I'm a bit slow at offering suggestions for those hot humid climates as I live way up here in Maine, 80 is hot for us.

My first thoughts are:
1. A cathedral ceiling doesn't have to be an unvented one.
2. R-30 is code minimum, which gives people the absolute cheapest option, no the best option.
3. The objective for the air impermeable barrier directly below the bottom of the roof is to prevent warm humid air from reaching a cool roof deck. I'm not sure how big of a problem that is in a hot climate.
4. Not on your list and maybe not currently an option, but when the roof shingles get replaced they have ones that reflect a greater percentage of solar heat.
5. Dense packed cellulose has been used for unvented applications, but there are research people who say some codes prohibit it and it can cause problems. I need to reread those articles to see if they are related strictly to cold country or whether they have objections with hot climates as well.

Have you considered maintaining a vented roof and adding more insulation below those rafters?

Bud
 
  #4  
Old 06-20-15, 06:15 PM
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K and T should have been replaced at least 20 years ago.
Cathedral ceilings look cool but have all kinds of issues.
Heat trapped at the top of the ceiiing.
Cracking tape seals because of the heat.
Tyvek is not a vapor barrer!
Think your looking at at least 10 year old info on foam insulation,
 
  #5  
Old 06-20-15, 08:18 PM
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joecaption:

"K and T should have been replaced at least 20 years ago." Of course it should have been. But it is still permissible, AND I'd rather replace it after insulating.
"Cathedral ceilings look cool but have all kinds of issues." This is not a cathedral ceiling. "Cathedralizing" refers to turning a vented attic into an unvented attic.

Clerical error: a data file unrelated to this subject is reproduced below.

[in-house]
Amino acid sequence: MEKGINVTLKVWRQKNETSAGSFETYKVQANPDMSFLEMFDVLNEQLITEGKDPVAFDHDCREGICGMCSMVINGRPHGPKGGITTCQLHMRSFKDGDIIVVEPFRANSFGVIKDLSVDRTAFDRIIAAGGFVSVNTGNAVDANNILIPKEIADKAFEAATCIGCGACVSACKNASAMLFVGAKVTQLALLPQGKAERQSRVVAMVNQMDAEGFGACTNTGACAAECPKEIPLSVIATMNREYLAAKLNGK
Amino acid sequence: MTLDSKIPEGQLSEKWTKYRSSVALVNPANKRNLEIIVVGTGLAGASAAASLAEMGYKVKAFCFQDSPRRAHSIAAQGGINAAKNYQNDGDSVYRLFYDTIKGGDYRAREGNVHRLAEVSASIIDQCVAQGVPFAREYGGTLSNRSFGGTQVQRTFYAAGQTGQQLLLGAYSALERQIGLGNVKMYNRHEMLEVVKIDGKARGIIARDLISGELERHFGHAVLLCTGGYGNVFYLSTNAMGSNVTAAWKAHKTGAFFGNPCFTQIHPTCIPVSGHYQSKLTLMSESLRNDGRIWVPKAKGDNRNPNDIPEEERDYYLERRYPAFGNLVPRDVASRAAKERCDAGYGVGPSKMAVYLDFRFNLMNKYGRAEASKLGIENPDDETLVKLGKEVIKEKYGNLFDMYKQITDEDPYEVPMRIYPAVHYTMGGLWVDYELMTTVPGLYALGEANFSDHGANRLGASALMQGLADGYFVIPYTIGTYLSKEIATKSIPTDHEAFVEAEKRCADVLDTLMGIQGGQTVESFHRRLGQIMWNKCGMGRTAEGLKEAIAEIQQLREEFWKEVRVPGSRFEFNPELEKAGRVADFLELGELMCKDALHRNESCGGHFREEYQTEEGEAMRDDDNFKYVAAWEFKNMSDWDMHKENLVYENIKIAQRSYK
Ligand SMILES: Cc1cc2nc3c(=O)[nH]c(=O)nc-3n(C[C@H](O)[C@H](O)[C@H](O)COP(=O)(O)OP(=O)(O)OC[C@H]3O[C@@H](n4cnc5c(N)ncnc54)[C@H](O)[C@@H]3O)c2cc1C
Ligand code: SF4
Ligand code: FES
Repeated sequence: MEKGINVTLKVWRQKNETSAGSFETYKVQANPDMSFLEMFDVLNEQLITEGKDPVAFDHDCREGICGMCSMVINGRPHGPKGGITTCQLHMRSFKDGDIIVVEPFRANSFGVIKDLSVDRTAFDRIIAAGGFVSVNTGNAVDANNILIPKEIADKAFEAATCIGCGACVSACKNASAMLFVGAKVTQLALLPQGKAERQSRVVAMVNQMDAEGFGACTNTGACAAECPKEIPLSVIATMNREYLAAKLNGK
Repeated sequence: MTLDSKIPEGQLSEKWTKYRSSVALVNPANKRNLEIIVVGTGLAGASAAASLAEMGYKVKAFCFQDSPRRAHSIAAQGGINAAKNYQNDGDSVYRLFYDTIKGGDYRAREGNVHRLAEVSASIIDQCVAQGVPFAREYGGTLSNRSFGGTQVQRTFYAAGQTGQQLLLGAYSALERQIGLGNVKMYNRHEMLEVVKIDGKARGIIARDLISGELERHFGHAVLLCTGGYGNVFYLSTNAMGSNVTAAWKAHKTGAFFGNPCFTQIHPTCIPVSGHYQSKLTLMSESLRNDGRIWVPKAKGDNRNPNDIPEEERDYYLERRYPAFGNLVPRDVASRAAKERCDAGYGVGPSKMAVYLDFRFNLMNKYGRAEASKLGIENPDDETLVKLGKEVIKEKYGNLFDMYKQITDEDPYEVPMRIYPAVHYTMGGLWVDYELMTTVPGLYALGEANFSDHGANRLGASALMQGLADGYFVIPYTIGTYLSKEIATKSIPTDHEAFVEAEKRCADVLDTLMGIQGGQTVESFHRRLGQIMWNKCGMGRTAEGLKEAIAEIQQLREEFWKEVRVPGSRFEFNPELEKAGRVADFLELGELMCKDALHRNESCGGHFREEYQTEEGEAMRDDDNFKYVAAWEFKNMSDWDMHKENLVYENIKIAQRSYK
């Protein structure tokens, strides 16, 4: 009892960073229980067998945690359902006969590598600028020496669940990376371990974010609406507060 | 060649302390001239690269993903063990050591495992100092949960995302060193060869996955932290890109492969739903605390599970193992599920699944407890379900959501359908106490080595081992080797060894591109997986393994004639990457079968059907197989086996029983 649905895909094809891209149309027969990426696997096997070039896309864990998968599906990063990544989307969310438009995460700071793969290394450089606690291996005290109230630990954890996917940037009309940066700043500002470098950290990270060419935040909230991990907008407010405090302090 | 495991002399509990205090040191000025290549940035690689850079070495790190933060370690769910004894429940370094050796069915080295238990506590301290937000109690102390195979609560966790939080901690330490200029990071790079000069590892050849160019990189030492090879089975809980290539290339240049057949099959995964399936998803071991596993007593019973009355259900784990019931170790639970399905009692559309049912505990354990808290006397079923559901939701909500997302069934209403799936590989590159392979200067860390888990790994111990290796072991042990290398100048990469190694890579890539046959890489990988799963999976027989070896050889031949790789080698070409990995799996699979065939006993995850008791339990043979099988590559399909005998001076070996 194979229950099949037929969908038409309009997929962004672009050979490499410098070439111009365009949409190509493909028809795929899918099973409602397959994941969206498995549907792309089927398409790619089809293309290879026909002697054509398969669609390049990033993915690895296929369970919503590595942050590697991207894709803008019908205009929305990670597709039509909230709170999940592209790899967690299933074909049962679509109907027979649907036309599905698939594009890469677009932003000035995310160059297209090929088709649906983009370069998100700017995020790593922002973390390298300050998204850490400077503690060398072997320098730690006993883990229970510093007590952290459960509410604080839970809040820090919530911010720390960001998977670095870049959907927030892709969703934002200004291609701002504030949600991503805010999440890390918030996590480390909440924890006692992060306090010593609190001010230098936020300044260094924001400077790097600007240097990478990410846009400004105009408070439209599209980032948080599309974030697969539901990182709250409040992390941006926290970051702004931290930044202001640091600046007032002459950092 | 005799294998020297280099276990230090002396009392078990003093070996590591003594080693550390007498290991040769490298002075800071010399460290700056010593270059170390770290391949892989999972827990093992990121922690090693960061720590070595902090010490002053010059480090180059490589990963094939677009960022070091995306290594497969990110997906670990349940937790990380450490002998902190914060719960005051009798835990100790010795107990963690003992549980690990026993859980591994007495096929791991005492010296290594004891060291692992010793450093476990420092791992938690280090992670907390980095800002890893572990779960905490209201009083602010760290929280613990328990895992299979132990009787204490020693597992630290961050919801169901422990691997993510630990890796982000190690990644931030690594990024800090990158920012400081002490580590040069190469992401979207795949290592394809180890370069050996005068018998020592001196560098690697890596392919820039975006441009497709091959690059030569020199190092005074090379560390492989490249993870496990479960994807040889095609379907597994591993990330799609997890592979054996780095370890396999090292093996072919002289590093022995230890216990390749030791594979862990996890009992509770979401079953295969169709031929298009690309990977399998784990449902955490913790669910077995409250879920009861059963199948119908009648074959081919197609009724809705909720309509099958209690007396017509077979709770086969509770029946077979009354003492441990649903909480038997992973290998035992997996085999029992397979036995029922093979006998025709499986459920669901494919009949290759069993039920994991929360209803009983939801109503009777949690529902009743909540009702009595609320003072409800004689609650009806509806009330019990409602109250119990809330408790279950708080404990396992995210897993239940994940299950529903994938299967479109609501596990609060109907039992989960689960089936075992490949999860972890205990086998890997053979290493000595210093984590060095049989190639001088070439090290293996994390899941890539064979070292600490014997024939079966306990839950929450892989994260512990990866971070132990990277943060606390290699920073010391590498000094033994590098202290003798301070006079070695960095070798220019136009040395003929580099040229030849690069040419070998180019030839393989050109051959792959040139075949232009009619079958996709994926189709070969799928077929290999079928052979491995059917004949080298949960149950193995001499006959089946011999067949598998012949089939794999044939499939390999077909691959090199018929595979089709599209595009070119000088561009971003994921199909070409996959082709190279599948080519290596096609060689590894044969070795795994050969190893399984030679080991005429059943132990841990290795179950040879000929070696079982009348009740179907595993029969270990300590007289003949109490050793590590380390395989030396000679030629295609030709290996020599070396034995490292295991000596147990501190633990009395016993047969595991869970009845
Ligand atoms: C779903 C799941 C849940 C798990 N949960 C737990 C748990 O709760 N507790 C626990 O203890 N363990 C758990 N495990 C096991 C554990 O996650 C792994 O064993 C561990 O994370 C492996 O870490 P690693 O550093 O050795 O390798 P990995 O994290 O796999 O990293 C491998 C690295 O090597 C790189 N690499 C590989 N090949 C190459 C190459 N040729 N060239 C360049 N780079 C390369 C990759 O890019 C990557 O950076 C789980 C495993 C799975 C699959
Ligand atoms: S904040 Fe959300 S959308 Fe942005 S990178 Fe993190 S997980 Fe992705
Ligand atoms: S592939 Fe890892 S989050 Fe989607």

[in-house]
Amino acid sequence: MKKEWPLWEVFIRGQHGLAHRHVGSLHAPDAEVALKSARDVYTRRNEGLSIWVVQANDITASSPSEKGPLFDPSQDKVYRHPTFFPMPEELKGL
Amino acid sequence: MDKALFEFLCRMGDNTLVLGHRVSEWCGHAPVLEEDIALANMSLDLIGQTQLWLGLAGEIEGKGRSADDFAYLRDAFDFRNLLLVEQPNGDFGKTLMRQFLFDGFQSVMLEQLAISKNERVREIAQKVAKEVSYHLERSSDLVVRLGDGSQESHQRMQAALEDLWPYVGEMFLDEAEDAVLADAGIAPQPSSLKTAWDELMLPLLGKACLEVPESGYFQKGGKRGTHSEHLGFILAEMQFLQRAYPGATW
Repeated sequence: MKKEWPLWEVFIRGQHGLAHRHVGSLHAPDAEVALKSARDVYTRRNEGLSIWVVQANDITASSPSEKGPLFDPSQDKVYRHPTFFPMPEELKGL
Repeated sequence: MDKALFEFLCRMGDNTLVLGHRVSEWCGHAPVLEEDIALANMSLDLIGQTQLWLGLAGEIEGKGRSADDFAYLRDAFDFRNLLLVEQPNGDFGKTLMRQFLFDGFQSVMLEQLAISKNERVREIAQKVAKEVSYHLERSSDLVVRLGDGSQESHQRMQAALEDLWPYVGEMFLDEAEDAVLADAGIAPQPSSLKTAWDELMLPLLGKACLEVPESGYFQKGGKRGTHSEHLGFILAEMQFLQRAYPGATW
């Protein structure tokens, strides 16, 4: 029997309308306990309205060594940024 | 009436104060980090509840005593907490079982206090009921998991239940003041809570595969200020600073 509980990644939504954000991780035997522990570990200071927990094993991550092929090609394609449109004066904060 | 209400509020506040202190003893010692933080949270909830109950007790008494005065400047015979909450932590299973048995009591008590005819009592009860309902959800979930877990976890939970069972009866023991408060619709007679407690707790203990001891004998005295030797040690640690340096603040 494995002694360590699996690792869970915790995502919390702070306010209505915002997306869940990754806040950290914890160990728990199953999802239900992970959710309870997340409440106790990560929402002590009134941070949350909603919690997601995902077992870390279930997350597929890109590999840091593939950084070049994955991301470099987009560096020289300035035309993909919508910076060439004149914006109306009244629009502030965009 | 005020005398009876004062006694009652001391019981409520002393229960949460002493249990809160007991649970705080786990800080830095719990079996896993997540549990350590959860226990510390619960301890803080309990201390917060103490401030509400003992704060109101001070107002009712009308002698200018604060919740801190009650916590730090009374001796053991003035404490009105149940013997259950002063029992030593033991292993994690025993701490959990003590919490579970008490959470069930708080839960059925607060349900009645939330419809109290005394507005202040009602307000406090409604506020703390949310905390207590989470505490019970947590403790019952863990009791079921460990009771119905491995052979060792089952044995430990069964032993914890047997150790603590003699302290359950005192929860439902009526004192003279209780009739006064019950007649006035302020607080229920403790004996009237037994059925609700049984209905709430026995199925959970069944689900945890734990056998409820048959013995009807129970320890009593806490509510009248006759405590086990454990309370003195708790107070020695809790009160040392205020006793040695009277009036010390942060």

"Tyvek is not a vapor barrer!" That's the point. I don't WANT a vapor barrier. That would be a recipe for disaster.
"Think your looking at at least 10 year old info on foam insulation". Please provide a more recent link that says something different.
 

Last edited by Greymule; 06-20-15 at 08:37 PM.
  #6  
Old 06-20-15, 08:28 PM
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Thank your for the warm welcome, Bud. I hope that in the future I'll be able to help others, rather than just seeking help myself.

(1); no, but this is not a cathedral ceiling, it's a 3/12 pitch roof, and I WANT it to be unvented. ;^)

"3. The objective for the air impermeable barrier directly below the bottom of the roof is to prevent warm humid air from reaching a cool roof deck. I'm not sure how big of a problem that is in a hot climate." Neither am I, but everything I've found, including building codes, mandates an air-impermeable barrier for my hot, humid climate. As for (4), Joe Lstiburek points to moisture problems, but his article describes flat roofs and cathedral ceilings, and in any case the Tyvek is aimed at preventing moisture problems.